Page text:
Sure enough, in October 2018 Nolan dislocated his shoulder again, though it reduced spontaneously. He returned to the orthopedic clinic on November 27th and saw Dr. Veillette, who recommended an MRI. MRIs can be hard to come by in Toronto, and Nolan, my wife, and I discussed options for expediting things. There are numerous avenues for accelerating access; some I find quite distasteful (e.g., a call from a connected patient or wealthy donor to a hospital CEO), while others bother me less (e.g., a referring physician calling the MRI center to advocate for the patient based on the “urgency”). We decided to wait, and Nolan had his MRI in February. Had we still been in the US, we would have been irritated with the delay; but we have accepted the tradeoffs of our new system. We patiently explained to the worried family members in the US that waiting was “part of the deal.” While Uwe Reinhardt explained excessive US healthcare spending with “it’s the prices stupid,”6 the reality is that the US has both significantly higher prices and higher utilization;7 all things being equal, higher utilization means shorter wait times for tests and procedures including MRIs.
Nolan had a follow-up visit with Dr. Veillette to review his MRI result; surgery was recommended, and he underwent an uneventful outpatient Bankart repair of his shoulder on April 26th. Did we receive preferential treatment because I am a doctor at TWH? I hope not, but it’s hard to say.
We have no real complaints. Nolan probably waited longer than back in the US where our commercial insurance would have made him a desirable patient. Americans—at least those with good insurance—expect care without delay. There is no empirical data that I’m aware of suggesting that Nolan’s surgical delay did any permanent harm, though he missed out on certain leisure activities he would have enjoyed. We also did not have the typical US experience of receiving multiple bills from our insurance company, surgeon, and hospital. While the marginal tax rate in Ontario is 54%, our taxes include our health insurance. Our out-of-pocket costs for Nolan’s shoulder were $40 (for the sling).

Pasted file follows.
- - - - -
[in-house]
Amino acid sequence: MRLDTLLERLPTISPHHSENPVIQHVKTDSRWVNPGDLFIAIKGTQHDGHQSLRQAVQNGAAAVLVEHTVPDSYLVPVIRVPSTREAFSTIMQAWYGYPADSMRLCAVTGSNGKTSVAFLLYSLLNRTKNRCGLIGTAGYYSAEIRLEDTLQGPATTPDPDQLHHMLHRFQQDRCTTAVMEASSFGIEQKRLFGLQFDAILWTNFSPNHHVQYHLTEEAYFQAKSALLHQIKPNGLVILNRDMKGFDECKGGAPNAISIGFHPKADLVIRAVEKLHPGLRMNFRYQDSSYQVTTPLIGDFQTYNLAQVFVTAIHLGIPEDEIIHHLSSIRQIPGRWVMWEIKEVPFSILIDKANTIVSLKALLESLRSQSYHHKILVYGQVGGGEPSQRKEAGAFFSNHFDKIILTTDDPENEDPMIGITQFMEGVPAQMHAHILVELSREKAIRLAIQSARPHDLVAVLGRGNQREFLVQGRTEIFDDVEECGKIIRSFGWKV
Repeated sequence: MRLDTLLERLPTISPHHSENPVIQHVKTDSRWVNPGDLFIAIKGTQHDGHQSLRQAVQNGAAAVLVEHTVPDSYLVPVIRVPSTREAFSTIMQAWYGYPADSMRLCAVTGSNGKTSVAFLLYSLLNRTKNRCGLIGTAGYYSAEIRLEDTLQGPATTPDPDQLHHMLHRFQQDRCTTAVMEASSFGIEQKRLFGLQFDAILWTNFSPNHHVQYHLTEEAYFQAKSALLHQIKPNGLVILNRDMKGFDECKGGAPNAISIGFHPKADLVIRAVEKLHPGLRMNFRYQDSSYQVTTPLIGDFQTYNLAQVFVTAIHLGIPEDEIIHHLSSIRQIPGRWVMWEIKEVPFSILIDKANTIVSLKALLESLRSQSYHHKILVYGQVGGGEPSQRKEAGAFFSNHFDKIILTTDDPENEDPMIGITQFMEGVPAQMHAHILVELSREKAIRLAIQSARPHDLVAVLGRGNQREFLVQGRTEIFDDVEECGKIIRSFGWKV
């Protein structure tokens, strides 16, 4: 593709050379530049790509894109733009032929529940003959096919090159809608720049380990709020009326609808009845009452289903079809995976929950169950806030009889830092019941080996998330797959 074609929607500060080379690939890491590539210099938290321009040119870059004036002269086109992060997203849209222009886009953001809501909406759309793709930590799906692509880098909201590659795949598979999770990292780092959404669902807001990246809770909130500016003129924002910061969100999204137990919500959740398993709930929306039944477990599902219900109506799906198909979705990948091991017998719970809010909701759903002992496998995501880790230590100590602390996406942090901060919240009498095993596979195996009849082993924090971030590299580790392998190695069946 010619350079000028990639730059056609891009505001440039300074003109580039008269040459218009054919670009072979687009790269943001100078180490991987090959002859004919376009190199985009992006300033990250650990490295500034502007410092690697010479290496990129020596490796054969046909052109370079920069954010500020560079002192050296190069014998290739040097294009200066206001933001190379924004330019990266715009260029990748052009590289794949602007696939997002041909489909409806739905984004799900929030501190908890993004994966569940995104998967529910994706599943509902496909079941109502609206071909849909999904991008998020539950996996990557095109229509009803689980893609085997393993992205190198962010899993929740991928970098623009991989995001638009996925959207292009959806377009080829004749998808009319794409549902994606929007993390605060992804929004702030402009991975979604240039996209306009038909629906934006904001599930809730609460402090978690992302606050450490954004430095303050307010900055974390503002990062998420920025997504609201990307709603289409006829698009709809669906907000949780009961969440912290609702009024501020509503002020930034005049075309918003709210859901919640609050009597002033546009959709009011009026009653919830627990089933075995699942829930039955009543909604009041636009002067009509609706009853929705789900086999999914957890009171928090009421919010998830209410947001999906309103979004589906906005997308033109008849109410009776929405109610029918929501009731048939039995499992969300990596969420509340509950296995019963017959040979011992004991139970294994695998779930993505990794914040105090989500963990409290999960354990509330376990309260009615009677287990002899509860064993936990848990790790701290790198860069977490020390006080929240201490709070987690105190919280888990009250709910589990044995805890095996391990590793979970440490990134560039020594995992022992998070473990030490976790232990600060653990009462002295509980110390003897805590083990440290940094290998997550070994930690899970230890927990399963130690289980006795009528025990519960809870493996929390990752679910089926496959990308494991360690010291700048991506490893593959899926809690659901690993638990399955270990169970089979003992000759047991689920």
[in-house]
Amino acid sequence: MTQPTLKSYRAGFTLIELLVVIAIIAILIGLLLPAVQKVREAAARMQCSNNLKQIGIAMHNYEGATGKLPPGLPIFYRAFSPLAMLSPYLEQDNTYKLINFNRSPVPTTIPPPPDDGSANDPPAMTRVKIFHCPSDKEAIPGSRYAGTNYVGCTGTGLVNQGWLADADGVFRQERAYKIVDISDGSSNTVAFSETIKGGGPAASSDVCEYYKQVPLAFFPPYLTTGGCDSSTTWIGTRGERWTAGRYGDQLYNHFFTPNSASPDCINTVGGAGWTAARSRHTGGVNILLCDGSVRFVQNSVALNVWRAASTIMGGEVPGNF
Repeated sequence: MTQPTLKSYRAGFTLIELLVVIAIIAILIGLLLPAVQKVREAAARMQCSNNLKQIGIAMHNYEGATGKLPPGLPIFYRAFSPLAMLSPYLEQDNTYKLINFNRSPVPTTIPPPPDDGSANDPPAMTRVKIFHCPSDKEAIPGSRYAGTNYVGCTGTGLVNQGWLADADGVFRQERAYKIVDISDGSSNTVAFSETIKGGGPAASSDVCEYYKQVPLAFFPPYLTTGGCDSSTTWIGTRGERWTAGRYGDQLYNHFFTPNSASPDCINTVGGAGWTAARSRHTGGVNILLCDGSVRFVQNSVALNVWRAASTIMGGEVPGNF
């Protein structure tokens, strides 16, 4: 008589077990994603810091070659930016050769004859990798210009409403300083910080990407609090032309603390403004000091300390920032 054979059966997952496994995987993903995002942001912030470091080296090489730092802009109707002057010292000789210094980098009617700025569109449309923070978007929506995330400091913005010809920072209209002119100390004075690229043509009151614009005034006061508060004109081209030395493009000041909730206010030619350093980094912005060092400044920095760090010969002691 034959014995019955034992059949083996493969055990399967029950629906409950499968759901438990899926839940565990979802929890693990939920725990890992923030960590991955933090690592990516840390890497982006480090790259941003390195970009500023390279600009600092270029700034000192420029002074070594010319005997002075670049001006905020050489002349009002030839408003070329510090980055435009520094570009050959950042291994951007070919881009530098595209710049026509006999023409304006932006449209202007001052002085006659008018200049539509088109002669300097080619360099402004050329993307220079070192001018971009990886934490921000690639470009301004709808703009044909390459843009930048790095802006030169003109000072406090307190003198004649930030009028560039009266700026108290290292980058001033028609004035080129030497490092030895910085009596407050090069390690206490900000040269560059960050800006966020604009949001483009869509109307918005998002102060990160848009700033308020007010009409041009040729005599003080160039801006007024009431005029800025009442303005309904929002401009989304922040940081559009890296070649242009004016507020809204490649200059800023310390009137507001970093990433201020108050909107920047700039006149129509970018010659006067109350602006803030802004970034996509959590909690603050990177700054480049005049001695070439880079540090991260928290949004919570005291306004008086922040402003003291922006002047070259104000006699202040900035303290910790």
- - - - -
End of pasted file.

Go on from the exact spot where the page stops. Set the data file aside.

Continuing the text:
We feel good knowing that virtually any Canadian would receive the same care as Nolan. Waiting seems like a reasonable sacrifice to make. But I wonder whether Americans, particularly those with “good” insurance, would be willing to forgo the service to which they are accustomed in order to insure basic care for everyone. I wonder how many of the academics and politicians who publicly champion a single payer or Medicare-for-all would really wait in a crowded public hospital ED or clinic. I suspect many would find ways to jump the queue, either hiding from or rationalizing their hypocrisy. I remember the temptation to use my position to cut the line. I’m proud that I did not, but what if Nolan’s condition had been more serious?
As I watch yet another US presidential campaign where healthcare reform will be the pivotal issue, I find myself dumbfounded by candidates’ (and their healthcare advisors) inability to articulate a simple truth, there is no free lunch.
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We would like to thank Drs. Raphael Rush and Allan Detsky for their comments and editorial suggestions.
The authors have no funding relevant to this work. Dr. Cram is supported by a grant from the US National Institute of Aging (R01AG058878).
Springer Nature remains neutral with regard to jurisdictional claims in published maps and institutional affiliations.
This manuscript is written from the perspective of PC (father) with input from NC (patient) and CV (orthopaedic surgeon).
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Cram, P., Cram, N. & Veillette, C. Are you Willing to Wait? Tradeoffs and Compromises Required to Achieve Universal Health Insurance. J GEN INTERN MED 35, 916–917 (2020). https://doi.org/10.1007/s11606-019-05630-2